Advertisement

The Search for Knowledge: Andalusi Scholars and Their Travels to the Islamic East

The Search for Knowledge: Andalusi Scholars and Their Travels to the Islamic East

By María Luisa Ávila

Medieval Prosopography: History and Collective Biography, Vol.23 (2002)

Introduction: In Andalusi biographical dictionaries, the portrait of the individual scholar follows a pre-established outline, centered upon his place of birth, the names of his masters and disciples, the places he visited during his “period of formation” and his career and, eventually, his positions in the administration. Information about his personal attitudes or family ties is nearly always absent in these sources, mainly interested as they were, in the position of scholars as transmitters of knowledge.

For Andalusi scholars, traveling to the Islamic East was an essential step in their period of formation, at least during the first centuries of the history of al-Andalus. Biographers, then, dutifully recorded the names of Eastern masters and places visited by scholars during these journeys to the East, coupled also with the pilgrimage to Mecca. This kind of biographical information offers a prosopographical material of outstanding interest, the analysis of which sheds a welcome light on the formative years and study patterns of Andalusi scholars.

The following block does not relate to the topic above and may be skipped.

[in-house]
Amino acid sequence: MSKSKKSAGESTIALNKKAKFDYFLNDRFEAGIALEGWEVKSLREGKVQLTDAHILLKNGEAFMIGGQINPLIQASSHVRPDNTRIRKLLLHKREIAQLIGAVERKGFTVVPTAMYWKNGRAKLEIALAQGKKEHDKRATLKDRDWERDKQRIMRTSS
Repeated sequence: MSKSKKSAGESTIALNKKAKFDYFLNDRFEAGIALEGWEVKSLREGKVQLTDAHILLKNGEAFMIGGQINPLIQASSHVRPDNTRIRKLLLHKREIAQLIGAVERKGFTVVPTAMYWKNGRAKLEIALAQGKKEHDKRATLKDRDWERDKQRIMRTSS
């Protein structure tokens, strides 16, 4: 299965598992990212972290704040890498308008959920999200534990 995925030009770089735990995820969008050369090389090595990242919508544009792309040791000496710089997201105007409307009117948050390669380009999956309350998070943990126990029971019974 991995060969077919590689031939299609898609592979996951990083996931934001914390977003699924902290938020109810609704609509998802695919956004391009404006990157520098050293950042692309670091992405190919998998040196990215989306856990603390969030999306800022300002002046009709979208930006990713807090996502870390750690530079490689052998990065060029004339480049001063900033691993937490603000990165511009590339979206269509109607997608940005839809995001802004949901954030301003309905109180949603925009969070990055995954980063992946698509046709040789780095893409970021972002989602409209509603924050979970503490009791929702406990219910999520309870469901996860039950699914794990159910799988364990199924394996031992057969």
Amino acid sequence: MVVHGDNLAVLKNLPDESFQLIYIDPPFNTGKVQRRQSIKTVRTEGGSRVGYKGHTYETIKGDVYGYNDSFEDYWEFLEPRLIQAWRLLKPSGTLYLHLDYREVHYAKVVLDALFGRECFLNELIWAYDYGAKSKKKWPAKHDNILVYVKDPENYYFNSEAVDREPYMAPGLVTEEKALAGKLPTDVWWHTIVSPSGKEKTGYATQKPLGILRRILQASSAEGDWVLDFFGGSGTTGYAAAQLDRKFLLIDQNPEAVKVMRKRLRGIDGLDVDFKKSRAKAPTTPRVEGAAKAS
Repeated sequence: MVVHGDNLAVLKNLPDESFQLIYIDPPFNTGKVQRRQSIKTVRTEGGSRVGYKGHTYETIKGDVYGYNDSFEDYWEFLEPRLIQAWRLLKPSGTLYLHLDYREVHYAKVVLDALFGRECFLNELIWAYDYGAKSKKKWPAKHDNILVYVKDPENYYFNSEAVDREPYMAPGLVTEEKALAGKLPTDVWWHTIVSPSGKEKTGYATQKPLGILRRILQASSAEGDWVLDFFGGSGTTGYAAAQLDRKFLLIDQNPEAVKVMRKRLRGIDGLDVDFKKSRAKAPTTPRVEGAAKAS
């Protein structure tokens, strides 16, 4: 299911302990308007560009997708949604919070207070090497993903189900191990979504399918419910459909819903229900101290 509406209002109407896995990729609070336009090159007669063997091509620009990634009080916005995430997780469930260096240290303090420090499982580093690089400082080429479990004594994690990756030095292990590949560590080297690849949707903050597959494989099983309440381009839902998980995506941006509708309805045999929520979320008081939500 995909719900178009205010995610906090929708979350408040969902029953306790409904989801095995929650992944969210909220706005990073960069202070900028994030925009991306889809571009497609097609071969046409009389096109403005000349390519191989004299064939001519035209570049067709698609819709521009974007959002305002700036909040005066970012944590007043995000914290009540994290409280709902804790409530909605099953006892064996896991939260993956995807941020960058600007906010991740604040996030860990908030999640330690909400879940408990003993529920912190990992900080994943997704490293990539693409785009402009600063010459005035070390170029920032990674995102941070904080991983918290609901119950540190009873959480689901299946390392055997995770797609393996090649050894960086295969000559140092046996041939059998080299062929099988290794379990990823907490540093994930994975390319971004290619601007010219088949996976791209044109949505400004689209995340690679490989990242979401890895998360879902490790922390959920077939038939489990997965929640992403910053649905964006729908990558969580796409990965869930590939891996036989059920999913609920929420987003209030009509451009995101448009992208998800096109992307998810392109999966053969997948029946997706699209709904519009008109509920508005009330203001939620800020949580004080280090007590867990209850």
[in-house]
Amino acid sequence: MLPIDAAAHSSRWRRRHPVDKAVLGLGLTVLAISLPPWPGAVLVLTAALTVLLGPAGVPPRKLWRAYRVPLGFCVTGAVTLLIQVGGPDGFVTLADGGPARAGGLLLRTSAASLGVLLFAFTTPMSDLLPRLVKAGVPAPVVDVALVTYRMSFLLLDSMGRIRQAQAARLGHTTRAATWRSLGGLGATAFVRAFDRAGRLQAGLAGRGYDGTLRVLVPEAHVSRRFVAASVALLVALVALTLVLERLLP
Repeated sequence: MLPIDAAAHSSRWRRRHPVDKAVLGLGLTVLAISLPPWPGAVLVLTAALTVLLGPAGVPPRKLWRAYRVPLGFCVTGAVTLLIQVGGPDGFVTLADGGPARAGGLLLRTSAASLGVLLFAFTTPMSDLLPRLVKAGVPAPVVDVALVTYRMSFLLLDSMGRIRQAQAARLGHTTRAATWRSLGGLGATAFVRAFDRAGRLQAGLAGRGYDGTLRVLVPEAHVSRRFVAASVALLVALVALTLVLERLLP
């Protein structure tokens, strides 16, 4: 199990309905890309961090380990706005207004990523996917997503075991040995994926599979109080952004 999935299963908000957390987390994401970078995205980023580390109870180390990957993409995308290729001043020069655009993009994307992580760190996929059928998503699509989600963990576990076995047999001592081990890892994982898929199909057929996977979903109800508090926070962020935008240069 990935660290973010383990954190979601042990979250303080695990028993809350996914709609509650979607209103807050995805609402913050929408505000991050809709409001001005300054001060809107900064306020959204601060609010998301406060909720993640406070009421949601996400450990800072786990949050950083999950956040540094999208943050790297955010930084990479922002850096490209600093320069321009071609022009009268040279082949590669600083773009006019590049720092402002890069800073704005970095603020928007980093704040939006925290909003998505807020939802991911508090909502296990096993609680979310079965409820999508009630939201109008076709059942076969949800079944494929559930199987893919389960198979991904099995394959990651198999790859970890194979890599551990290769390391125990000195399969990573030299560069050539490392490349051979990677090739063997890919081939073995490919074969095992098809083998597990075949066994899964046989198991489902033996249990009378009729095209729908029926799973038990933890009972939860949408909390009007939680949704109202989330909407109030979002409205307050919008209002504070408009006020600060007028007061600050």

On this occasion I will restrict the analysis to the oldest of Andalusi biographical dictionaries, that of Ibn Harith al-Khushani, known as Akhbar al-fuqaha, wa-l-muhaddithin, a basic source for the study of intellectual life in al-Andalus during the ninth and tenth centuries. Through the study of the prosopographical material in this dictionary I intend to establish, first, the age at which scholars began their period of formation; second, when the travel to the East (the rihla) was usually undertaken, and, finally, how long these scholars stayed in the East. This will help us to arrive at a better understanding of how academic careers in al-Andalus were constructed.

Click here to read this article from the Spanish National Research Council

Sign up to get a Weekly Email from Medievalists.net

* indicates required

medievalverse magazine